Here are some more of my photos of Bath taken during my recent trip. I love just wandering around Bath, looking at everything, and taking pictures.

Of course, as Jane Austen pointed out, it does rain a lot in Bath. (Then again, it rains a lot everywhere in England. I have always thought it a bit odd that Austen seemed to believe it rained more in Bath than anywhere else. I suppose her general unhappiness in Bath may have something to do with it. Or perhaps it just happened to rain more when she was there? Or perhaps when she was indoors at Bath, she could hear the rain on the pavements much more than she could hear the rain in the countryside.)

As I was going to say, I just walk around Bath, wait for a break in the rain if it’s rainy, and wait for a break in the cars. Then I wait longer, hoping for a break in both at the same time. Or for blue sky. But in spite of all these difficulties, I’ve gotten a lot of lovely Bath pictures over the years! Here’s a “chair” — carriages weren’t very suitable for Bath’s hilly roads, so you would take a chair (carried by chairmen) up and down the hills, to the Baths, to the Pump Room, to the Assembly Rooms, etc. The fares were set and published, so the chairmen couldn’t cheat you!

Here we have the interior of the Pump Room. Just lovely. Here Catherine Morland strolled arm in arm with Isabella Thorpe. And of course, to be truly healthy, one would drink the mineral water here. (Nowadays one can have a cream tea instead. Much less healthful, I fear, but much more enjoyable.)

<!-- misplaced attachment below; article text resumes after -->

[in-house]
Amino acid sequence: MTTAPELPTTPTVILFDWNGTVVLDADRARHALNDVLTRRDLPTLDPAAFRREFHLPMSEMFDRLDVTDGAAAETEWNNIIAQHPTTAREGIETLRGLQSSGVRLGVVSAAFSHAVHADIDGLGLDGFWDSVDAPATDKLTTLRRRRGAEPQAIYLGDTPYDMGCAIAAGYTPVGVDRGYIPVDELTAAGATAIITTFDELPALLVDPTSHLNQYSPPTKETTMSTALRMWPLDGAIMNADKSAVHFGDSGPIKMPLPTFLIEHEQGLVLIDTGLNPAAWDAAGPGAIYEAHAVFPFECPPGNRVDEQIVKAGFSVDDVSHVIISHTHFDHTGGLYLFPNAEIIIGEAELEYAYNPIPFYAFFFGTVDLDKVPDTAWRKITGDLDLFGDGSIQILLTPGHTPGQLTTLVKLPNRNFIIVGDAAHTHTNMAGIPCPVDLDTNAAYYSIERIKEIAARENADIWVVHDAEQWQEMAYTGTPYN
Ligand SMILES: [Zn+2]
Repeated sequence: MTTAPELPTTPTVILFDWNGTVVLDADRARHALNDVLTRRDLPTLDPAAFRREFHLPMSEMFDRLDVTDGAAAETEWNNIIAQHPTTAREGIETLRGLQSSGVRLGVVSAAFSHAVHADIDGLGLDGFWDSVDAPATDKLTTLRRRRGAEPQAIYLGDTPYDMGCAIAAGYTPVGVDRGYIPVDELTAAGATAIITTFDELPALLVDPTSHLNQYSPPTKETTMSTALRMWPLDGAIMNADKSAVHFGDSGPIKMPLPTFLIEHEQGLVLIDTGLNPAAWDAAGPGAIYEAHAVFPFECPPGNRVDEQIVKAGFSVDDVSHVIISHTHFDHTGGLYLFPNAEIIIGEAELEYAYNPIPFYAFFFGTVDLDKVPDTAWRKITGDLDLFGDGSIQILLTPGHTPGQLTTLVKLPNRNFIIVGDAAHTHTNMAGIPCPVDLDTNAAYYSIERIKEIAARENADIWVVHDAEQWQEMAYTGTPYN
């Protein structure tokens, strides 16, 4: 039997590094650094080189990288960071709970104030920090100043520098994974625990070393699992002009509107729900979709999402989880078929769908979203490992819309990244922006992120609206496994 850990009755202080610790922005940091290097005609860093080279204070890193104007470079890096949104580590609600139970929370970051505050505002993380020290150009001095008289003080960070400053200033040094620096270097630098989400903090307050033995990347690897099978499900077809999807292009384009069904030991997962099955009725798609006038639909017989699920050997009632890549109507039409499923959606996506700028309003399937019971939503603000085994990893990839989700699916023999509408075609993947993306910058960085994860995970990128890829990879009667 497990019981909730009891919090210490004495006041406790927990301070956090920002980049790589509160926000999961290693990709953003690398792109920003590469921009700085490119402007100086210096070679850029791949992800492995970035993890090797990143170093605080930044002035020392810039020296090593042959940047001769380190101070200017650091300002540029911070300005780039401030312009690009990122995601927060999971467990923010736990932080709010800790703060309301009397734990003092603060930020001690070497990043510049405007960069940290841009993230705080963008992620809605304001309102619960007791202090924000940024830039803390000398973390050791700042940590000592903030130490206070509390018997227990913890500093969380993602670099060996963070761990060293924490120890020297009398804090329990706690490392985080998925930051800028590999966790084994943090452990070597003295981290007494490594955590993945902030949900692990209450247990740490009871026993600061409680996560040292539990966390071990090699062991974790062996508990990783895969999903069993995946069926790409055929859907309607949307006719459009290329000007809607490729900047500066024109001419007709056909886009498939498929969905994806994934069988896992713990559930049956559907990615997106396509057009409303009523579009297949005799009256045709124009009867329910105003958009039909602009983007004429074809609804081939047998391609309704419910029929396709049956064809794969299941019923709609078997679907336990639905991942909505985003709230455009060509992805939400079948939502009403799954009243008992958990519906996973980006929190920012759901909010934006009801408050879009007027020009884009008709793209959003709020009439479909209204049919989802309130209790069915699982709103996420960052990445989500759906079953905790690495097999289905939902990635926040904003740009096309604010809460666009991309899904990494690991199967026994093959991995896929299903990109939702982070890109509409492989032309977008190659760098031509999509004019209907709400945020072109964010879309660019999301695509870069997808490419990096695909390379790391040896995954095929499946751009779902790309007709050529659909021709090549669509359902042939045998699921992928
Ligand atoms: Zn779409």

Here’s the outside of the Pump Room — the area here was known as the Pump Room Yard. It’s bordered by the Abbey Church (quite lovely, and much restored since the Regency, when it wasn’t nearly as nice as it is now) and right in the middle of everything — now nearly as much as it was two hundred years ago — at least for visitors to Bath!

And how could I forget a picture of Pulteney Bridge, surely one of the prettiest sights in Bath? A bird happened to fly through the picture as I was taking it — you may be able to make him out if you look closely.

Ah, Bath. What would Mr. Tilney ever do without you? You supply him such a variety of people to make witty remarks about. And you supply Mrs. Allen with a wonderful choice of fabrics. And Catherine Morland with more books than she could imagine.

Ah, Bath!